Sometimes passion is all you need to keep going

There are some words in the English language whose true meaning has become diluted through over-use.

Anything that is different from the norm is termed ‘unique’. Anyone who has enjoyed 15 minutes of fame is labelled ‘iconic’. Any interest which raises a modicum of enthusiasm becomes a ‘passion’.

Like many bloggers, I’ve often said that I’m passionate about blogging. However, this week I’ve questioned whether blogging is something I’m genuinely passionate about. And is it time for me to stop?

Love what you do?

What is ‘passion’, as opposed to mere enthusiasm? Look it up in the dictionary and you will find it associated with words such as ‘intense’ or ‘barely controllable’.

Passion transcends enthusiasm or even love. Passion is Romeo and Juliet (as opposed to, say, Upsy Daisy and Igglepiggle). Passion is Vincent van Gogh dying penniless. Passion is continuing to do something because it feels right even when all logic dictates it’s time to give up.

Now before I go on, let me just be clear that I’m not knocking people who blog as a means of earning a living. (On the contrary, I applaud them.)

Neither am I saying that bloggers aren’t passionate about their craft. (It’s obvious that many are.)

What I am saying is that sometimes people say they are passionate when actually what they mean is that it’s just their latest passing fad or something from which they think they can earn a fast buck. Some bloggers launch themselves in a blaze of ‘passion’ and disappear just as quickly when they fail to become an overnight hit. And others stick with it even if their success is limited, simply because they love that feeling of hitting ‘publish’.

If you’re truly passionate about something, you don’t give up when you stumble. You’re willing to stay the course, no matter what.

Whether that’s a good thing or not is a different question.

Do what you love?

Just because you’re passionate about something, does that mean you should do it?

Sometimes the answer is yes. Often it’s no.

When I was a teenager, I wanted to be a TV script-writer. I studied the mechanics of writing 45-minute stories in discrete acts that could be punctuated by ad breaks. I learned about stage and camera directions, the principle of Chekhov’s gun, the importance of creating dramatic ‘beats’. I was passionate about it.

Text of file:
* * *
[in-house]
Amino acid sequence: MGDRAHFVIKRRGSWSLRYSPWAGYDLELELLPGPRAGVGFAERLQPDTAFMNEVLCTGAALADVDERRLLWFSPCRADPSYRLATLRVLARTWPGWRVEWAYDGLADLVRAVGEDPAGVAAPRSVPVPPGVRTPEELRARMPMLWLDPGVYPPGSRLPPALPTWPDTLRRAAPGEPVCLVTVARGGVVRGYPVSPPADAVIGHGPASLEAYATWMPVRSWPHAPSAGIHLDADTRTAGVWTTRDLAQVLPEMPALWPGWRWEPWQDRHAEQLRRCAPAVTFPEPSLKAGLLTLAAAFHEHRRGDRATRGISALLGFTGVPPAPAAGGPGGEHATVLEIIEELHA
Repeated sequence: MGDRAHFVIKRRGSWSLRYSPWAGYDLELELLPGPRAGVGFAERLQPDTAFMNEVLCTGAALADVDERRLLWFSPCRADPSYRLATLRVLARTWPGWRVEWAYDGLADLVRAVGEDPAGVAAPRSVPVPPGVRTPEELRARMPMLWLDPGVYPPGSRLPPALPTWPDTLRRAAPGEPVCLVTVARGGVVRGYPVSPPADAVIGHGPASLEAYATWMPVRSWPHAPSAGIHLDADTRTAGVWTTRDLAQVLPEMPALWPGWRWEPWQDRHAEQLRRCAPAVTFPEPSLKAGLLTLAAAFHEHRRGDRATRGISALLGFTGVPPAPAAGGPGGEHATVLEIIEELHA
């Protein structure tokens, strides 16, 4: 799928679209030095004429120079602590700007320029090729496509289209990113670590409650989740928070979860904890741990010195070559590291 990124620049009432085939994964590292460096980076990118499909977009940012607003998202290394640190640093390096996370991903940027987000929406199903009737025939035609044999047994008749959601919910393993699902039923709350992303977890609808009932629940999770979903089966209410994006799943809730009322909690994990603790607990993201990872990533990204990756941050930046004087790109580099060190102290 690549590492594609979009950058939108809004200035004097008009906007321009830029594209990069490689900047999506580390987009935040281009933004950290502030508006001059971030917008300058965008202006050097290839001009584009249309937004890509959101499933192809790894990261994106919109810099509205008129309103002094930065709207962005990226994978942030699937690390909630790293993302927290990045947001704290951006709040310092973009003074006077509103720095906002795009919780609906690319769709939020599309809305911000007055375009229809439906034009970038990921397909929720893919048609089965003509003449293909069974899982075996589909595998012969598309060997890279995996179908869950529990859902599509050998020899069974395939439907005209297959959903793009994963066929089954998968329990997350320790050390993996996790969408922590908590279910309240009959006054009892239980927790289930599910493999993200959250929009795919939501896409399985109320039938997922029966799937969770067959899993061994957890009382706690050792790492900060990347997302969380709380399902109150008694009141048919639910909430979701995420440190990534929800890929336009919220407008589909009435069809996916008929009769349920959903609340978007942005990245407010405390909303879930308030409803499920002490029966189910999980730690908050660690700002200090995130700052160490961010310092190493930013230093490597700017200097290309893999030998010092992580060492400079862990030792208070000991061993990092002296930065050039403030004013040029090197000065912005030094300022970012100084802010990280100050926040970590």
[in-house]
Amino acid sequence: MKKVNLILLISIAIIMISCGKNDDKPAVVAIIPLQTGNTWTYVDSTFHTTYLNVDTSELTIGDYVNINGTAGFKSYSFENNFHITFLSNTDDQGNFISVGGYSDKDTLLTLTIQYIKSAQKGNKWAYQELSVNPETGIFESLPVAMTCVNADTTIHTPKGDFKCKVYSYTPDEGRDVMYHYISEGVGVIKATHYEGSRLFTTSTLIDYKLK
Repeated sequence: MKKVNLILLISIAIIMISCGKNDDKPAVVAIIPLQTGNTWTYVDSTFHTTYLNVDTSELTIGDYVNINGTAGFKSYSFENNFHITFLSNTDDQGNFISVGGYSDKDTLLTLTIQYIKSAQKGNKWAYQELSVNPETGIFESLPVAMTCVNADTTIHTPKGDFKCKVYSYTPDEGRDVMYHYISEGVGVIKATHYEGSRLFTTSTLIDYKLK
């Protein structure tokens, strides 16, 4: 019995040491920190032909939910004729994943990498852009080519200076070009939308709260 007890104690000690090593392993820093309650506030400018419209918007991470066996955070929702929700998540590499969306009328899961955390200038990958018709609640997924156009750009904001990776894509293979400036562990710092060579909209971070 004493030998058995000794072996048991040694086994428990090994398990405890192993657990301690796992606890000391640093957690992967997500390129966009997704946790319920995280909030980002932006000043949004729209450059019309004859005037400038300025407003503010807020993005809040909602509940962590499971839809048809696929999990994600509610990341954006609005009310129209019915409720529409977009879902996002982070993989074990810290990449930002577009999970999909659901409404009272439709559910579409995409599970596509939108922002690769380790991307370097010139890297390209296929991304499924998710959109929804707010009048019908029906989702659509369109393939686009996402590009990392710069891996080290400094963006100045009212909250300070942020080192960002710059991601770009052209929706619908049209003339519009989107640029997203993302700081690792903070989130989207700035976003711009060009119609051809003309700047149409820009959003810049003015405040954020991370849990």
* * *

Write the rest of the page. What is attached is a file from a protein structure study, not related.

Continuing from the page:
Did I pursue my passion? No. In the same way so few boys become racing drivers and so few girls become prima ballerinas, I followed a less passionate, more conventional path.

Was I right to do so? The romantic in me wonders ‘what if?’ but the realist knows I wasn’t good enough to be anything more than an enthusiastic amateur.

Instead I have an interesting, well-paid job that allows me to provide a comfortable lifestyle for my family. I’m happy with that. No regrets.

My passion has manifested itself in other ways. I still watch TV with an analytical eye, but now I review it instead. And instead of penning scripts, I write blog posts.

Which brings me back to this week’s dilemma. Is blogging something I’m truly passionate about? Or is it just something that I justify to myself as being a passion as opposed to simple self-indulgence?

In quantitative terms, I’m not a successful blogger. I have a small (but perfectly formed) readership. My stats have been flat for the past 18 months. Small audience, not growing. That, to me, underlines the fact that I’m not as good a writer as I’d like to think I am.

Does that matter?

On the one hand, no. I’ve always said I’m not worried about stats because monetising my blog has never been a priority. I write more for myself than anything else.

On the other hand, yes. If I’m being honest it matters very much because I’ve always wanted to feel that I’m improving as a writer and a steadily growing audience is a way of signifying that. But the numbers suggest that I’m neither improving nor likely to be anything more than a moderately competent writer with a niche readership. Dan Brown or J K Rowling I ain’t.

It shouldn’t matter to me. But it does. Human ego being what it is, my lack of growth – both technically and in terms of readership – is rather disheartening.

This week, for the first time in nine years since I put finger to keyboard and started my first blog, I have seriously considered giving up blogging altogether and focussing instead on other creative ventures such as the Meet the Parents podcast and The Book That Will Not Write Itself.

The rational part of me says that is exactly what I should do. Stop blogging. Free up time to focus on the book and podcast.

Then the irrational side of me, that pesky emotional part that is (sorry, Shakespeare) heir to the slings and arrows of outrageous passion, screams out at me that the numbers don’t matter one iota and all that does matter is that I still love to craft random ideas into 800 words of (occasionally) purple prose.

And that’s the moment when I realised that I really am passionate about blogging. I can think of a dozen sound reasons why I should walk away and never look back. These far outnumber the few good reasons why I should persevere.

But no one is keeping score. Writing my blog is, in some unconscious way, the adult manifestation of my teenage passion. And that’s all the reason I need to keep going, even if my readership dwindles to zero (which it may well do after this post).

Passion means desiring the adulation of an audience but still being willing to talk to an empty room.

In truth, I’m not entirely sure what the point of writing this post was. But it has felt good. And that’s enough.


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